A world where everyone is equipped to flourish.



To promote practices and organizations that equip individuals and communities in developing nations to become self-sufficient and thriving members of society.



NGOs and nonprofits world-wide have existed to fill certain gaps that the government or private sector have not. However, in the developing world many well-intentioned endeavors have either not helped or even worse, harmed the local people and economies, and as a result have created a vicious cycle of dependence.


The philosophy of Emanate International is: if organizations truly want to make a difference then the cycle of dependency on foreign aid must be broken. How will we know if it has?


To break the cycle, the best metric for sustainable success should be measured in how autonomous the individual or community “helped” has become after the support has been given.



Emanate International has been created to serve as a resource to encourage nonprofit, NGO, and Social Enterprise leaders to think critically about their work – and specifically their execution of it.

This goal will be achieved through interviews and featured written posts of leaders in the field who are living out this philosophy in their work, as well as providing other tangible resources that can benefit leaders who want to use best practice in their organizations.

Sasha Nicolle, Founder & CEO

My debut into the International Development sphere began in 2011 when I visited Port-au-Prince, Haiti for the first time to help lead a group of students on a mission trip. As a high school French teacher at the time, I figured my role would be to translate and look out for the youth. Little did I know what seeds would be planted in my life that summer.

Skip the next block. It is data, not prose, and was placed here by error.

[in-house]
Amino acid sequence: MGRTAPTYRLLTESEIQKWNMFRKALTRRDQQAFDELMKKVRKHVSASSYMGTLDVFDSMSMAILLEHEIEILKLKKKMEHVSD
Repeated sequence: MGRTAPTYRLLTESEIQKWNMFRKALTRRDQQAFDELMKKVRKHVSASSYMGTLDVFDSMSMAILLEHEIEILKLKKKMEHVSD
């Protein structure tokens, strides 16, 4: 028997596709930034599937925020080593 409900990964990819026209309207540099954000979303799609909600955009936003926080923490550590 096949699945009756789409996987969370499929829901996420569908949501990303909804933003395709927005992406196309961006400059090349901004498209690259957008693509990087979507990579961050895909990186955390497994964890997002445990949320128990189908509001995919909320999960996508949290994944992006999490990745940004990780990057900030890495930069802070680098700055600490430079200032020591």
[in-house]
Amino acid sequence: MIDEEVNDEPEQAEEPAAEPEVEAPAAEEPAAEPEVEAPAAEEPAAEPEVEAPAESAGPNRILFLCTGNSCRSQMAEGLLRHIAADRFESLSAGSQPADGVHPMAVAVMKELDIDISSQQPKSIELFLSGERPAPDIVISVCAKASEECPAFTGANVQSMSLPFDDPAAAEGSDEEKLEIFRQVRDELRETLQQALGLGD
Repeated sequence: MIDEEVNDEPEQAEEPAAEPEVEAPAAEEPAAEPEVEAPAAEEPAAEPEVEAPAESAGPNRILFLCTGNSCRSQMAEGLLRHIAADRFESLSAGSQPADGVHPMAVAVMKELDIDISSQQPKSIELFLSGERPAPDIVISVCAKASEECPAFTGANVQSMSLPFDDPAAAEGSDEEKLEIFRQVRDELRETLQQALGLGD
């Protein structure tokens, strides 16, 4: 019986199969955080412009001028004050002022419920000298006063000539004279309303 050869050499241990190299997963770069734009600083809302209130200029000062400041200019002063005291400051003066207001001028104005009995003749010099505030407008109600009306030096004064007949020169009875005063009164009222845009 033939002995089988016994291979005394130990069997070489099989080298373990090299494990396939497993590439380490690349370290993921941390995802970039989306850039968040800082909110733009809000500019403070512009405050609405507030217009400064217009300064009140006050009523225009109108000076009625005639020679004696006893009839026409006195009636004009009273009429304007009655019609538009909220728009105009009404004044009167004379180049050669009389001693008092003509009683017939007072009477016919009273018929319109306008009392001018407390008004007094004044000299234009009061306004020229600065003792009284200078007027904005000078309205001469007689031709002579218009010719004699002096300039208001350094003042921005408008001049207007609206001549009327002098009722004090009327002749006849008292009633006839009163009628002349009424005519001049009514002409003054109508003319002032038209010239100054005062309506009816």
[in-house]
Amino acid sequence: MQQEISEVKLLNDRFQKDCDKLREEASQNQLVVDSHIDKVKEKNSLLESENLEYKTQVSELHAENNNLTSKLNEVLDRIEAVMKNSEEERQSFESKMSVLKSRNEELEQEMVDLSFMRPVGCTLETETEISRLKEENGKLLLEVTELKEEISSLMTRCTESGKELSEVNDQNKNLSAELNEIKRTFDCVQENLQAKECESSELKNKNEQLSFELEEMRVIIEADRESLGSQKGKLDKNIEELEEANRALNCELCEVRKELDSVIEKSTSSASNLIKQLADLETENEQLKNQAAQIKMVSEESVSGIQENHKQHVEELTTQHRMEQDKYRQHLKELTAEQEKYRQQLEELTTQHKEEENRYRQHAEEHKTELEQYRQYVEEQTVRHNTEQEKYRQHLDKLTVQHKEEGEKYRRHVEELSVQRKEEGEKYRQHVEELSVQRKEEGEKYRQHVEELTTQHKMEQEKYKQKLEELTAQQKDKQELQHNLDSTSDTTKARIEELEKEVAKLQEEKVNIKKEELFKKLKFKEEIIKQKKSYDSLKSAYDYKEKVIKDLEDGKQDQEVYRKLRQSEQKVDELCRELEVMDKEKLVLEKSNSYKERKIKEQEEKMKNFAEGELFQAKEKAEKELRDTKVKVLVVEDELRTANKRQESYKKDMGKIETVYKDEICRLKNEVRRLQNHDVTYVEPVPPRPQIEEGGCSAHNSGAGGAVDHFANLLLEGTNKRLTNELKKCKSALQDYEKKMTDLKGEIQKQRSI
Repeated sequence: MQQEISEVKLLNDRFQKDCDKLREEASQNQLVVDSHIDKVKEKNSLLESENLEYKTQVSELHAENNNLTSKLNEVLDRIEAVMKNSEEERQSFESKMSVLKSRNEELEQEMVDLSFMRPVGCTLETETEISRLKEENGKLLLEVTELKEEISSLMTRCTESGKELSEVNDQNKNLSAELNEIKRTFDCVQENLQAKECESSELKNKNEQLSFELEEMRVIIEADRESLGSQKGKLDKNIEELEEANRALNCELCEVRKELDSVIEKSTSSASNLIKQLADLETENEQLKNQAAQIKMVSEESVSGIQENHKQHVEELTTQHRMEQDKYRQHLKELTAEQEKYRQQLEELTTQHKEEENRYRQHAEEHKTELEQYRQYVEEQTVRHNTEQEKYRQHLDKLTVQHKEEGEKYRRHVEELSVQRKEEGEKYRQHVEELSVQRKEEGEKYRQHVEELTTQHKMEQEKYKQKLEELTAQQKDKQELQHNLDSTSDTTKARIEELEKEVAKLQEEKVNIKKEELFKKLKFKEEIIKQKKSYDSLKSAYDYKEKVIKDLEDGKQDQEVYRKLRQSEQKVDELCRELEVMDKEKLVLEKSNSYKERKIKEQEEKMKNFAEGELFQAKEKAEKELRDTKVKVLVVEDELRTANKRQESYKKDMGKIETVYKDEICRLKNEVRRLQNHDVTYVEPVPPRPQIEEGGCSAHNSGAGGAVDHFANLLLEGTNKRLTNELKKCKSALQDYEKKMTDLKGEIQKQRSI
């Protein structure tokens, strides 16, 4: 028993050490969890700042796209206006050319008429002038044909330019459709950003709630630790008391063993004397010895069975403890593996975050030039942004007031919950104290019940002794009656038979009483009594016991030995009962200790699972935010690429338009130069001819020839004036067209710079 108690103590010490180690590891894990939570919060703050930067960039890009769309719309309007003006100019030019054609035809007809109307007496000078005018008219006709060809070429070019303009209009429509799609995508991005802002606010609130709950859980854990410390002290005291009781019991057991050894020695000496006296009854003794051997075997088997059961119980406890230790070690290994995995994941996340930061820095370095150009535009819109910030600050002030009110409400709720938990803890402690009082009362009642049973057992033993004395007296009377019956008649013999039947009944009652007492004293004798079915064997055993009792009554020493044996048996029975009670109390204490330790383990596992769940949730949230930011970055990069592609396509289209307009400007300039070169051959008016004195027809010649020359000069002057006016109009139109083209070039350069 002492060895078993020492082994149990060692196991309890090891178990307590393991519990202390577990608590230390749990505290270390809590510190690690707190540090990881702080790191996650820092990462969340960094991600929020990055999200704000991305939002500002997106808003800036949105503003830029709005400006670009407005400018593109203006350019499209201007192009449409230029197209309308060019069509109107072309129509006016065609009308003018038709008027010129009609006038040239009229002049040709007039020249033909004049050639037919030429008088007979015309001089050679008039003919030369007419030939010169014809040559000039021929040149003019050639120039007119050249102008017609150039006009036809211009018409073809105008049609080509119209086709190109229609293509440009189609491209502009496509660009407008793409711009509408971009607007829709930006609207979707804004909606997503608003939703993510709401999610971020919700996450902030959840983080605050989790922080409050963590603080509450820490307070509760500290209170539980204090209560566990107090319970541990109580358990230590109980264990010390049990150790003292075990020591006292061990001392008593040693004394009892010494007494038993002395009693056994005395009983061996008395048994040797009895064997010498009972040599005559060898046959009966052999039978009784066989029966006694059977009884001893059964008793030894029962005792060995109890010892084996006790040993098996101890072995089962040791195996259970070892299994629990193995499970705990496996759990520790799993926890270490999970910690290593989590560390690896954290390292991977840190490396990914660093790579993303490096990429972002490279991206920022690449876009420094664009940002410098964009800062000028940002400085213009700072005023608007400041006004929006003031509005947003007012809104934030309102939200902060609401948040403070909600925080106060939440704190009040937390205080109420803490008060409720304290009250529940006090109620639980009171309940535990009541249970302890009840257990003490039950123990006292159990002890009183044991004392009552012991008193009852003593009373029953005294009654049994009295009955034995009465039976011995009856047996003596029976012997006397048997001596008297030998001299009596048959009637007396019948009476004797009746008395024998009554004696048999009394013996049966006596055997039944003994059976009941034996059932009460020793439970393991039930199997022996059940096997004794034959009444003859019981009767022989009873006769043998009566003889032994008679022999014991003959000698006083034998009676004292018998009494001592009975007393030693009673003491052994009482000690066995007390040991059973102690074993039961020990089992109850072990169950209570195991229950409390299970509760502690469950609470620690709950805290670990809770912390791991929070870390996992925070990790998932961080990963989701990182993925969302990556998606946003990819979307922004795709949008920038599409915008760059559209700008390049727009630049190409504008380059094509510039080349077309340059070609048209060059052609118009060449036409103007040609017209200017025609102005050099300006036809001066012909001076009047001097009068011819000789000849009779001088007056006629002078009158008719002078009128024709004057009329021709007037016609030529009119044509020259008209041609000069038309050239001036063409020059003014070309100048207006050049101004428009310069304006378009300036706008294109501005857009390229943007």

Meeting people face to face gives a very different perspective than hearing about extreme poverty from afar. That first trip showed me their unyielding tenacity and determination to work and produce a livelihood for themselves and their families. Their aspirations for the future were inspiring. Many spoke of a dream for a better Haiti. I couldn’t help but wonder how a country with such determined people could be in so much difficulty, and what could be done to turn it around for the better?

Since that trip, I have spent over 10 years focusing on initiatives to advance Haiti’s development. Five of those years have been in partnership with Haitian women to create businesses for people in Port-au-Prince on a pro-bono basis. Additionally, I have worked for five years for a Haitian NGO that uses a community driven approach to help ensure residents in rural areas will have sustainable access to clean water systems and be equipped to use proper sanitation and hygienic practices.

Currently, I am working for a non-profit that support locally led development in Sudan and South Sudan as a means to prevent human trafficking of vulnerable people in war-zones. 

To further my capacities in this sector I completed an M.A. in Nonprofit Management from Hamline University in 2019. 

The more I’ve learned about the ways organizations have either helped or hindered progress in developing countries, the more compelled I have felt to create a forum to allow leaders to come together to learn, share, and collaborate towards developing a better world for all.